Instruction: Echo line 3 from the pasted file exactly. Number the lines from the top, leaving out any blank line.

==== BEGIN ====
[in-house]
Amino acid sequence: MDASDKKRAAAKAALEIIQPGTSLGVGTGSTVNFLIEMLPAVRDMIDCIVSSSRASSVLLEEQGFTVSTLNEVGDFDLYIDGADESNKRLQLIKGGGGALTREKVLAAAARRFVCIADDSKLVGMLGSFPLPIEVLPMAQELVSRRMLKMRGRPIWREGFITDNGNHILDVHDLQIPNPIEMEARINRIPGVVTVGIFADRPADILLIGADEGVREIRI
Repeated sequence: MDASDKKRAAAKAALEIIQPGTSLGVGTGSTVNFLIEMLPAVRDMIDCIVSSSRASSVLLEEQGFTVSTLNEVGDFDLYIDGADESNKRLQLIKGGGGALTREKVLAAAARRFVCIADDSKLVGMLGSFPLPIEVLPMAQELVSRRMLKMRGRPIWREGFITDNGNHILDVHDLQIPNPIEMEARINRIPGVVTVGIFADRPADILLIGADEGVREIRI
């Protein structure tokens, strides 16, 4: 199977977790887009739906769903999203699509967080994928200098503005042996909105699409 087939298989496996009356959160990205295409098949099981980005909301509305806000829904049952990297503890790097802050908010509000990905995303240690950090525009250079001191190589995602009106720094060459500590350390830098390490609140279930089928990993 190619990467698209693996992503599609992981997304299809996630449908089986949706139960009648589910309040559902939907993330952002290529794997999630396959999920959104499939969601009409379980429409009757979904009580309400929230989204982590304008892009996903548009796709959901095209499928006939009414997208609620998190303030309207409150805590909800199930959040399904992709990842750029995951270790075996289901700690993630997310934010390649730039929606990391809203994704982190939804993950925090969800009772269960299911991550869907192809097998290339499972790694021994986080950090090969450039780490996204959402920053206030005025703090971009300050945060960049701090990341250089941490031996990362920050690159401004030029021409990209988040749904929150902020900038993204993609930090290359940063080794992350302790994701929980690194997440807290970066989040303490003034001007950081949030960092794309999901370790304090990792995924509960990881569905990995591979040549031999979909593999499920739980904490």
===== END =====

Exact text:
Repeated sequence: MDASDKKRAAAKAALEIIQPGTSLGVGTGSTVNFLIEMLPAVRDMIDCIVSSSRASSVLLEEQGFTVSTLNEVGDFDLYIDGADESNKRLQLIKGGGGALTREKVLAAAARRFVCIADDSKLVGMLGSFPLPIEVLPMAQELVSRRMLKMRGRPIWREGFITDNGNHILDVHDLQIPNPIEMEARINRIPGVVTVGIFADRPADILLIGADEGVREIRI